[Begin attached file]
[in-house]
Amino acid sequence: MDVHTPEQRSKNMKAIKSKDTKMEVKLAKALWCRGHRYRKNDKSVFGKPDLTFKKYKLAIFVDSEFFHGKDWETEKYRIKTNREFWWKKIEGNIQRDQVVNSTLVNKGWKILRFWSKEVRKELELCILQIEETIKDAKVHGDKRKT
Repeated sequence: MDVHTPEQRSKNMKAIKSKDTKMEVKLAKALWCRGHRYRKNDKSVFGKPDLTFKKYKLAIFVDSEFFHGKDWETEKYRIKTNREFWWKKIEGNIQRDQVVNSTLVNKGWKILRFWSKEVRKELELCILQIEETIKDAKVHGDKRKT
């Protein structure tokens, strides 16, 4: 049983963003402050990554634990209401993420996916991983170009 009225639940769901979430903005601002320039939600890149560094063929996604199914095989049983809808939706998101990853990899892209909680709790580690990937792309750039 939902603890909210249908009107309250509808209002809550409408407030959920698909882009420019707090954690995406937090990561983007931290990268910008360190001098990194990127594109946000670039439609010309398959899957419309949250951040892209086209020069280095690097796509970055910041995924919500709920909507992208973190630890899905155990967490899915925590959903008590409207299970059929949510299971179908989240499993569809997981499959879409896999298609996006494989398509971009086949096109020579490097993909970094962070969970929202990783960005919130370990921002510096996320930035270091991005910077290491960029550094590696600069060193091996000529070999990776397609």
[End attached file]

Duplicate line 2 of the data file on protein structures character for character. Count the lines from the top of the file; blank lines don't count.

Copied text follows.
Amino acid sequence: MDVHTPEQRSKNMKAIKSKDTKMEVKLAKALWCRGHRYRKNDKSVFGKPDLTFKKYKLAIFVDSEFFHGKDWETEKYRIKTNREFWWKKIEGNIQRDQVVNSTLVNKGWKILRFWSKEVRKELELCILQIEETIKDAKVHGDKRKT